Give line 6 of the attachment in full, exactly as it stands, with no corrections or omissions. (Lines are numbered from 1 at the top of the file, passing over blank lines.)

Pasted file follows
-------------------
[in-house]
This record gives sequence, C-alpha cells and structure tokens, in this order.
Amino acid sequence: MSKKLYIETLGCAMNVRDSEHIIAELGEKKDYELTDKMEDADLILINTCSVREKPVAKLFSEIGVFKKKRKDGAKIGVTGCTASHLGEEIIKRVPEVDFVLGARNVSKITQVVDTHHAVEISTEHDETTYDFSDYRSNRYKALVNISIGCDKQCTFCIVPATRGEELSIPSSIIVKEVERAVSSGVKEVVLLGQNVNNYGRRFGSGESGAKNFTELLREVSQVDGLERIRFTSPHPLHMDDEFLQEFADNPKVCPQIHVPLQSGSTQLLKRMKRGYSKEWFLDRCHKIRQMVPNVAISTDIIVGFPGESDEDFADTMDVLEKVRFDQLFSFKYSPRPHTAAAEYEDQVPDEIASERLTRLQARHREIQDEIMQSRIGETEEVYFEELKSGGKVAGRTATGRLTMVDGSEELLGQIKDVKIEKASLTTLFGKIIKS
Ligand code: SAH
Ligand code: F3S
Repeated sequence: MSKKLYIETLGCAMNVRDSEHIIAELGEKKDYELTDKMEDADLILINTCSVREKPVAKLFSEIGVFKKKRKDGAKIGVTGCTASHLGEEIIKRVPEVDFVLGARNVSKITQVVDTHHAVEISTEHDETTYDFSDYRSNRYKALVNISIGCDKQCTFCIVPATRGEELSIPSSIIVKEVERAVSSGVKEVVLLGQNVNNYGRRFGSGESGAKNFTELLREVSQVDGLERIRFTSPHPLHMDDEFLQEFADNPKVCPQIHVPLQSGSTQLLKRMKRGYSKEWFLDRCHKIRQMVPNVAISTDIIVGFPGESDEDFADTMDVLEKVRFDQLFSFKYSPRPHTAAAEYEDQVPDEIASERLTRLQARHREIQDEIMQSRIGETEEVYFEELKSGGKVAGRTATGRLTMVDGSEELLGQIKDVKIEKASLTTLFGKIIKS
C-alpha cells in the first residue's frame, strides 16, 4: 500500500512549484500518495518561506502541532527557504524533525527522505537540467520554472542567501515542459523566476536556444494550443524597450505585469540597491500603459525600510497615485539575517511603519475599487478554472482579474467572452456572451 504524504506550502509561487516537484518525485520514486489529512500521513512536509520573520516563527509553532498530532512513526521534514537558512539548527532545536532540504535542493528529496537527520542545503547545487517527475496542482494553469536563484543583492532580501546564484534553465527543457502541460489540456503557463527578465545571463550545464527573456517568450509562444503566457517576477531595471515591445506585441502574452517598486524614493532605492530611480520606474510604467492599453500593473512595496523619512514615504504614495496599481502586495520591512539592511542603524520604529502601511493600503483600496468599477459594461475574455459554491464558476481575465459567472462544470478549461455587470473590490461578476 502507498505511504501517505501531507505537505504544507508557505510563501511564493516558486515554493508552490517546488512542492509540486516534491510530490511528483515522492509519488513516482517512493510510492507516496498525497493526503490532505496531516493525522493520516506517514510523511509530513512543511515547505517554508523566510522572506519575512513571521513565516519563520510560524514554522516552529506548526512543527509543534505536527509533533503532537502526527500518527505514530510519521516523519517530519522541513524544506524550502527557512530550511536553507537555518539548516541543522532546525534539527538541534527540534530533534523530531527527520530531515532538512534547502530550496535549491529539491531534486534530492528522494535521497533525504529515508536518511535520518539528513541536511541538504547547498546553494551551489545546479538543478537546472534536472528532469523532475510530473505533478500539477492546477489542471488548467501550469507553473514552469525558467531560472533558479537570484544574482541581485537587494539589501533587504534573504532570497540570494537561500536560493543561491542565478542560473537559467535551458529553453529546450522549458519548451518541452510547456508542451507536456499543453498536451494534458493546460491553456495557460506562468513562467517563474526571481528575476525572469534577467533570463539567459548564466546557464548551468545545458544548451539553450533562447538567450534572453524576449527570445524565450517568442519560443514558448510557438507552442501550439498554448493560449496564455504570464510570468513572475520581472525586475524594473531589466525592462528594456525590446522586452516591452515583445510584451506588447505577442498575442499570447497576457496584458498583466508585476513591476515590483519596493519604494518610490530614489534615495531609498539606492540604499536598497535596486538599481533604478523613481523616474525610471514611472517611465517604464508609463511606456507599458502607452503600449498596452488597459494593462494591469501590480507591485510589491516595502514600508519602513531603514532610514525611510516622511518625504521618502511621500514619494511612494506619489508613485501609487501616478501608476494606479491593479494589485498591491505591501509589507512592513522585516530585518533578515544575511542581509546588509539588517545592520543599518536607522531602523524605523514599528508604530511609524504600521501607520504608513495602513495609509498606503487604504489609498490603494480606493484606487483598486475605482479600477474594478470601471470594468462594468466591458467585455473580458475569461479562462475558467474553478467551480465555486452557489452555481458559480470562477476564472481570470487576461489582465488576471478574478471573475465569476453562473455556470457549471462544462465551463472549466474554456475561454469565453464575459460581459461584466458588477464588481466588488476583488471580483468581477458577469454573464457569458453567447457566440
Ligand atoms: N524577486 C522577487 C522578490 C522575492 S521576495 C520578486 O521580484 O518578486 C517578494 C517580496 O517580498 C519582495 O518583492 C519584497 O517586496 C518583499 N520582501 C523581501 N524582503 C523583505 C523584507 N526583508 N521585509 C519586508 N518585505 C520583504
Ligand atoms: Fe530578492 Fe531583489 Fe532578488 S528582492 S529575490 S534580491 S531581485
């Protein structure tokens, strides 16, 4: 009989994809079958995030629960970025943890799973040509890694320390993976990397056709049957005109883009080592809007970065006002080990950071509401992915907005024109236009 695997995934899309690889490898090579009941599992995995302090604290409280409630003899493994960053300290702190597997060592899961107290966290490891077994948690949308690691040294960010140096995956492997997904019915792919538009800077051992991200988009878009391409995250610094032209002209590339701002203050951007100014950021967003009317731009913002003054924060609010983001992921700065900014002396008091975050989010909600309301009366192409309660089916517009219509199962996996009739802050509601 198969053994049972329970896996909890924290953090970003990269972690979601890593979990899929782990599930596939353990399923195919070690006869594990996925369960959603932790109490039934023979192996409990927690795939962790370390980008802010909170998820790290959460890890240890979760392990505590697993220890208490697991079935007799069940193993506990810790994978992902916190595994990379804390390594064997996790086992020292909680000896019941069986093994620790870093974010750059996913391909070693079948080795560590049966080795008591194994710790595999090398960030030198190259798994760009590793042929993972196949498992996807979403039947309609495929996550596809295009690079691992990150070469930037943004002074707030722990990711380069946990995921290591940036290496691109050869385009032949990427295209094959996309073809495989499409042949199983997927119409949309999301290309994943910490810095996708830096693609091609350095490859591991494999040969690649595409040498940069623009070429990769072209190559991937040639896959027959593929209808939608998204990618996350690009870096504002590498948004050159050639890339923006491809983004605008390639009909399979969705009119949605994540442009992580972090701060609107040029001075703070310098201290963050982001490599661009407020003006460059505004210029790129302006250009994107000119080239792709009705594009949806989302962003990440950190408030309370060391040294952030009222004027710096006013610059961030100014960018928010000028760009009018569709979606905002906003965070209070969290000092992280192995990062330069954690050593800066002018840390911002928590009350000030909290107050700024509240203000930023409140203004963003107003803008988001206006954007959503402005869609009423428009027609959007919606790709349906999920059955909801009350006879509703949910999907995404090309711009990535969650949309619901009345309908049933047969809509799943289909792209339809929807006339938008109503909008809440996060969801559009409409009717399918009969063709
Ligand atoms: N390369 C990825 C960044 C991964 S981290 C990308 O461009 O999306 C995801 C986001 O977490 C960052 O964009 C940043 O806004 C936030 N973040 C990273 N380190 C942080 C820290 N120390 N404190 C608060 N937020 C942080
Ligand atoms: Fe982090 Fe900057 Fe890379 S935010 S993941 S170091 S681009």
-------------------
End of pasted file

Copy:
Repeated sequence: MSKKLYIETLGCAMNVRDSEHIIAELGEKKDYELTDKMEDADLILINTCSVREKPVAKLFSEIGVFKKKRKDGAKIGVTGCTASHLGEEIIKRVPEVDFVLGARNVSKITQVVDTHHAVEISTEHDETTYDFSDYRSNRYKALVNISIGCDKQCTFCIVPATRGEELSIPSSIIVKEVERAVSSGVKEVVLLGQNVNNYGRRFGSGESGAKNFTELLREVSQVDGLERIRFTSPHPLHMDDEFLQEFADNPKVCPQIHVPLQSGSTQLLKRMKRGYSKEWFLDRCHKIRQMVPNVAISTDIIVGFPGESDEDFADTMDVLEKVRFDQLFSFKYSPRPHTAAAEYEDQVPDEIASERLTRLQARHREIQDEIMQSRIGETEEVYFEELKSGGKVAGRTATGRLTMVDGSEELLGQIKDVKIEKASLTTLFGKIIKS